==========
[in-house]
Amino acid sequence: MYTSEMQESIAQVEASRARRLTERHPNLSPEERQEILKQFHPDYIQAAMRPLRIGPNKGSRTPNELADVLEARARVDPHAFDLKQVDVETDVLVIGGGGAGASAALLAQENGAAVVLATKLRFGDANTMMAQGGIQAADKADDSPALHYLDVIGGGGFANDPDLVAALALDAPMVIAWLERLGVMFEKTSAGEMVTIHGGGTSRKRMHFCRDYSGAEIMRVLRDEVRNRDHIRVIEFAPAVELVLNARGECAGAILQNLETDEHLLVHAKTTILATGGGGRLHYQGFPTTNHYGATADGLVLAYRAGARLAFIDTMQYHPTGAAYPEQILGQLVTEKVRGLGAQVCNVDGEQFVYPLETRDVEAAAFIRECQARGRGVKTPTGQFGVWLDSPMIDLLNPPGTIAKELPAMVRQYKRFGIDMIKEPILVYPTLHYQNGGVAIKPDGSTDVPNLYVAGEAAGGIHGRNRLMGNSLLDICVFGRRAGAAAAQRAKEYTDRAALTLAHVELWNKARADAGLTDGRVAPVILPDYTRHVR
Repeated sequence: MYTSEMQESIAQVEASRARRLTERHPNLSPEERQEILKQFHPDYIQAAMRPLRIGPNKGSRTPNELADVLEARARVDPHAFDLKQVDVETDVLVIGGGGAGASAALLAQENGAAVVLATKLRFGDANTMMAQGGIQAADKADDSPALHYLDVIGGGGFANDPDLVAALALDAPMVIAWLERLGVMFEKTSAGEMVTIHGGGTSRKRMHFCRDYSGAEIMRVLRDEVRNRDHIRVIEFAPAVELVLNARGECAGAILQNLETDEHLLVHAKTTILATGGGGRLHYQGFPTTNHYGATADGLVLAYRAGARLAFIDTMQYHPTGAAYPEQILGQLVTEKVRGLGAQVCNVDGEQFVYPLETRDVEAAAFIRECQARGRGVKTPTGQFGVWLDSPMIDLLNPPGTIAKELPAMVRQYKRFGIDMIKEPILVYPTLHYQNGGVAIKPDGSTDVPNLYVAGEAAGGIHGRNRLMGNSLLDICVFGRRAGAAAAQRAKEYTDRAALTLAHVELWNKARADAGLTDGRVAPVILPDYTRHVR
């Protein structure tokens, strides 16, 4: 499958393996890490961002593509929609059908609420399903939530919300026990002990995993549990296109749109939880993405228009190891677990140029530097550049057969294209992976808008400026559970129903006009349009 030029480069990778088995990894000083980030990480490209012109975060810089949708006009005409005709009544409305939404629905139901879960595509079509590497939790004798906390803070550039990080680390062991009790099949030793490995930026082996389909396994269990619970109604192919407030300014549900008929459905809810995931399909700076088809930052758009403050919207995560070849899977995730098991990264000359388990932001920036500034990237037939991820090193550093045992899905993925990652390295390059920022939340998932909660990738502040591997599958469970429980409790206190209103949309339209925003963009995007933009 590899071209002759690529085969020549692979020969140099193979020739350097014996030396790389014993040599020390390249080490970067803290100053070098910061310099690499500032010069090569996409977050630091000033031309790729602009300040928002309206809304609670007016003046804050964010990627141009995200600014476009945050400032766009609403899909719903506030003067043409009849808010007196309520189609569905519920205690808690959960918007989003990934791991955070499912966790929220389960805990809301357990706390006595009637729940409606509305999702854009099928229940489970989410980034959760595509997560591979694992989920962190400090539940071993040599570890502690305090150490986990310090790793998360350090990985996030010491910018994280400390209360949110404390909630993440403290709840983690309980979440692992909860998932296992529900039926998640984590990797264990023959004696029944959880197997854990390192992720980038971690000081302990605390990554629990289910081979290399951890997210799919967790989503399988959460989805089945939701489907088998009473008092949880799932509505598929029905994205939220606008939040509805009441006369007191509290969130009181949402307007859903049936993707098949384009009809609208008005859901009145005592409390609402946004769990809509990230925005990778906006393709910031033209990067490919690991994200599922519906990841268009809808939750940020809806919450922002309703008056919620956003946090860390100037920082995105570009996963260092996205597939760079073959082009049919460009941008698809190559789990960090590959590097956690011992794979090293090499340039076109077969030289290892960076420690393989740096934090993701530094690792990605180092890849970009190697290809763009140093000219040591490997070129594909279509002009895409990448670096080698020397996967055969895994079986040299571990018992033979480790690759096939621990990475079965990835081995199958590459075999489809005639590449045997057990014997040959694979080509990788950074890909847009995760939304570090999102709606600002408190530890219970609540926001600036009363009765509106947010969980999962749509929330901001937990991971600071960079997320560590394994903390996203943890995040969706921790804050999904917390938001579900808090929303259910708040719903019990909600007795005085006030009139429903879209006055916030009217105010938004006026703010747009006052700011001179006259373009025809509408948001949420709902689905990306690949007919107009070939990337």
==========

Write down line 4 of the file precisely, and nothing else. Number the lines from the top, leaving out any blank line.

């Protein structure tokens, strides 16, 4: 499958393996890490961002593509929609059908609420399903939530919300026990002990995993549990296109749109939880993405228009190891677990140029530097550049057969294209992976808008400026559970129903006009349009 030029480069990778088995990894000083980030990480490209012109975060810089949708006009005409005709009544409305939404629905139901879960595509079509590497939790004798906390803070550039990080680390062991009790099949030793490995930026082996389909396994269990619970109604192919407030300014549900008929459905809810995931399909700076088809930052758009403050919207995560070849899977995730098991990264000359388990932001920036500034990237037939991820090193550093045992899905993925990652390295390059920022939340998932909660990738502040591997599958469970429980409790206190209103949309339209925003963009995007933009 590899071209002759690529085969020549692979020969140099193979020739350097014996030396790389014993040599020390390249080490970067803290100053070098910061310099690499500032010069090569996409977050630091000033031309790729602009300040928002309206809304609670007016003046804050964010990627141009995200600014476009945050400032766009609403899909719903506030003067043409009849808010007196309520189609569905519920205690808690959960918007989003990934791991955070499912966790929220389960805990809301357990706390006595009637729940409606509305999702854009099928229940489970989410980034959760595509997560591979694992989920962190400090539940071993040599570890502690305090150490986990310090790793998360350090990985996030010491910018994280400390209360949110404390909630993440403290709840983690309980979440692992909860998932296992529900039926998640984590990797264990023959004696029944959880197997854990390192992720980038971690000081302990605390990554629990289910081979290399951890997210799919967790989503399988959460989805089945939701489907088998009473008092949880799932509505598929029905994205939220606008939040509805009441006369007191509290969130009181949402307007859903049936993707098949384009009809609208008005859901009145005592409390609402946004769990809509990230925005990778906006393709910031033209990067490919690991994200599922519906990841268009809808939750940020809806919450922002309703008056919620956003946090860390100037920082995105570009996963260092996205597939760079073959082009049919460009941008698809190559789990960090590959590097956690011992794979090293090499340039076109077969030289290892960076420690393989740096934090993701530094690792990605180092890849970009190697290809763009140093000219040591490997070129594909279509002009895409990448670096080698020397996967055969895994079986040299571990018992033979480790690759096939621990990475079965990835081995199958590459075999489809005639590449045997057990014997040959694979080509990788950074890909847009995760939304570090999102709606600002408190530890219970609540926001600036009363009765509106947010969980999962749509929330901001937990991971600071960079997320560590394994903390996203943890995040969706921790804050999904917390938001579900808090929303259910708040719903019990909600007795005085006030009139429903879209006055916030009217105010938004006026703010747009006052700011001179006259373009025809509408948001949420709902689905990306690949007919107009070939990337």